Demonstration of algorithmic quantum speedup

Daniel Lidar, University of Southern California

Despite the development of increasingly capable quantum computers, an experimental demonstration of a provable algorithmic quantum speedup employing today’s non-fault-tolerant devices has remained elusive. In this talk I will report on the first demonstration of such a speedup, quantified in terms of the scaling of time-to-solution with problem size. The demonstration is for a bitstring guessing game, where the players have access to either a quantum or a classical oracle that returns the inner product of the secret string with the guess. The secret string changes after every guess, so the classical time to solution scales exponentially. For an ideal quantum computer the problem is solved efficiently using the Bernstein-Vazirani algorithm. We implemented this algorithm utilizing two different 27-qubit IBM Quantum superconducting processors. The speedup is observed when the computation is protected by dynamical decoupling — an open-loop quantum control protocol designed to suppress noise due to the environment — but not without decoupling. This quantum speedup result does not rely on complexity-theoretic conjectures.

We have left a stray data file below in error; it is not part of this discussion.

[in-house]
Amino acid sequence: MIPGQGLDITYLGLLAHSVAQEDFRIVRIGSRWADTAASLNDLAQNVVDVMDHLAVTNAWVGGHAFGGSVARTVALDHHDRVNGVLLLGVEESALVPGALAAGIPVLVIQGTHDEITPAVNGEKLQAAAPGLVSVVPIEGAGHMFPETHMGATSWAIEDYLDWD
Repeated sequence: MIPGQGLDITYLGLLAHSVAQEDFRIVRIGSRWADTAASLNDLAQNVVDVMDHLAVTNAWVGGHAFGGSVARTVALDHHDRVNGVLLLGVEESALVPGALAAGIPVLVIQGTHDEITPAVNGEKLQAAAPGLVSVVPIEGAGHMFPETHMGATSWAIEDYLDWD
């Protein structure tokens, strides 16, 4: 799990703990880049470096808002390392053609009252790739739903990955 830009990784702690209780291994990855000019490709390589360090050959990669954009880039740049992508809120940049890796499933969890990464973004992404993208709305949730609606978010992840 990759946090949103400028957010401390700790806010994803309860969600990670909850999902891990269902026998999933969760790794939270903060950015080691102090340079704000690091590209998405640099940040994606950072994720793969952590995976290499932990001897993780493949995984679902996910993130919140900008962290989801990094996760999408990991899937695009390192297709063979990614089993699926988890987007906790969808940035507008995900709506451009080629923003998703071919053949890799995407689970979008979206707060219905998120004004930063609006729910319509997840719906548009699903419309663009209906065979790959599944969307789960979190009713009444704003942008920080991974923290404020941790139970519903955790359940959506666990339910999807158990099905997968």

Background: arXiv:2207.03670, arXiv:2108.04530, PRL 121, 220502 (2018)



Jan 25 2023


1:00 pm - 2:00 pm
C520 Physics and Astronomy Building


C520 Physics and Astronomy Building
UW, 15th and Pacific, Seattle